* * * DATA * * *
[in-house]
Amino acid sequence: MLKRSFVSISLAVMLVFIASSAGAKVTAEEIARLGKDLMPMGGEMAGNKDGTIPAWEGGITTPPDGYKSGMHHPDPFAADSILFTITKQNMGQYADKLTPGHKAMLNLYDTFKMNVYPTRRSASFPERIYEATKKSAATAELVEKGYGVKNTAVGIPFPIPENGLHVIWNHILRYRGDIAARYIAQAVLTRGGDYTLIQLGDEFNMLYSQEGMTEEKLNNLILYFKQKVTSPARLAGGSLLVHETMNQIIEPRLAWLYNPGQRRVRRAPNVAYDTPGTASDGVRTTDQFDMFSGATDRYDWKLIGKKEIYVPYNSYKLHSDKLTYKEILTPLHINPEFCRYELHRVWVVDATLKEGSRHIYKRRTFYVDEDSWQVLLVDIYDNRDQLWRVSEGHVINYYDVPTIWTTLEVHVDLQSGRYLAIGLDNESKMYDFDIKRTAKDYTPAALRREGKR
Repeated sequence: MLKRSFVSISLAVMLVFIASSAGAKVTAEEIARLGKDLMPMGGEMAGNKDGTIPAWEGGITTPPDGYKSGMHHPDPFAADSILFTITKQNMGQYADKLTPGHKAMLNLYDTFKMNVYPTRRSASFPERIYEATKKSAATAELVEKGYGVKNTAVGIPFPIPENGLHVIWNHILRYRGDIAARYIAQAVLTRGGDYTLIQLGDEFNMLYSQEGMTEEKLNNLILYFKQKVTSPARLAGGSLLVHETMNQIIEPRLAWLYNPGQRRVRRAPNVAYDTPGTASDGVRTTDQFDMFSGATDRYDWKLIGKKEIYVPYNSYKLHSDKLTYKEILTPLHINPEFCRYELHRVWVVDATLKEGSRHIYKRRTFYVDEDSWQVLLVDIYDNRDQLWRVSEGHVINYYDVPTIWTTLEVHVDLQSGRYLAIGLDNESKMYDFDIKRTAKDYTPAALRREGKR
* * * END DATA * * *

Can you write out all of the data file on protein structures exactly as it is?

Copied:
[in-house]
Amino acid sequence: MLKRSFVSISLAVMLVFIASSAGAKVTAEEIARLGKDLMPMGGEMAGNKDGTIPAWEGGITTPPDGYKSGMHHPDPFAADSILFTITKQNMGQYADKLTPGHKAMLNLYDTFKMNVYPTRRSASFPERIYEATKKSAATAELVEKGYGVKNTAVGIPFPIPENGLHVIWNHILRYRGDIAARYIAQAVLTRGGDYTLIQLGDEFNMLYSQEGMTEEKLNNLILYFKQKVTSPARLAGGSLLVHETMNQIIEPRLAWLYNPGQRRVRRAPNVAYDTPGTASDGVRTTDQFDMFSGATDRYDWKLIGKKEIYVPYNSYKLHSDKLTYKEILTPLHINPEFCRYELHRVWVVDATLKEGSRHIYKRRTFYVDEDSWQVLLVDIYDNRDQLWRVSEGHVINYYDVPTIWTTLEVHVDLQSGRYLAIGLDNESKMYDFDIKRTAKDYTPAALRREGKR
Repeated sequence: MLKRSFVSISLAVMLVFIASSAGAKVTAEEIARLGKDLMPMGGEMAGNKDGTIPAWEGGITTPPDGYKSGMHHPDPFAADSILFTITKQNMGQYADKLTPGHKAMLNLYDTFKMNVYPTRRSASFPERIYEATKKSAATAELVEKGYGVKNTAVGIPFPIPENGLHVIWNHILRYRGDIAARYIAQAVLTRGGDYTLIQLGDEFNMLYSQEGMTEEKLNNLILYFKQKVTSPARLAGGSLLVHETMNQIIEPRLAWLYNPGQRRVRRAPNVAYDTPGTASDGVRTTDQFDMFSGATDRYDWKLIGKKEIYVPYNSYKLHSDKLTYKEILTPLHINPEFCRYELHRVWVVDATLKEGSRHIYKRRTFYVDEDSWQVLLVDIYDNRDQLWRVSEGHVINYYDVPTIWTTLEVHVDLQSGRYLAIGLDNESKMYDFDIKRTAKDYTPAALRREGKR